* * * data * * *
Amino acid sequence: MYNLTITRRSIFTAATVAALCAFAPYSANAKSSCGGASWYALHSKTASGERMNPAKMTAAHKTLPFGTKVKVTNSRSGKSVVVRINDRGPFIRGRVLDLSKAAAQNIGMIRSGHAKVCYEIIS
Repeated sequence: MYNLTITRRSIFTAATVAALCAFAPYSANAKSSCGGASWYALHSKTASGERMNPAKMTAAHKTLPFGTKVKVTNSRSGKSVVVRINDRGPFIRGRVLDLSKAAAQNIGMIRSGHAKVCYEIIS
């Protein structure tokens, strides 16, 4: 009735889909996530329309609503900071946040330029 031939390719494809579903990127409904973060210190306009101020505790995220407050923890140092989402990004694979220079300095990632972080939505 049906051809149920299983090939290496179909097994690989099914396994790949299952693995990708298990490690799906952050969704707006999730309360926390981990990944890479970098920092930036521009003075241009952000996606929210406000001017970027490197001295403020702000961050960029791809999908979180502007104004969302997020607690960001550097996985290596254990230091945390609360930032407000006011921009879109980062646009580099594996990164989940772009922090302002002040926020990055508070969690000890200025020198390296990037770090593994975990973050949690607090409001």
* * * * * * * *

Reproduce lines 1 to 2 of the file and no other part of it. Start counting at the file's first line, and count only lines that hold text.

Amino acid sequence: MYNLTITRRSIFTAATVAALCAFAPYSANAKSSCGGASWYALHSKTASGERMNPAKMTAAHKTLPFGTKVKVTNSRSGKSVVVRINDRGPFIRGRVLDLSKAAAQNIGMIRSGHAKVCYEIIS
Repeated sequence: MYNLTITRRSIFTAATVAALCAFAPYSANAKSSCGGASWYALHSKTASGERMNPAKMTAAHKTLPFGTKVKVTNSRSGKSVVVRINDRGPFIRGRVLDLSKAAAQNIGMIRSGHAKVCYEIIS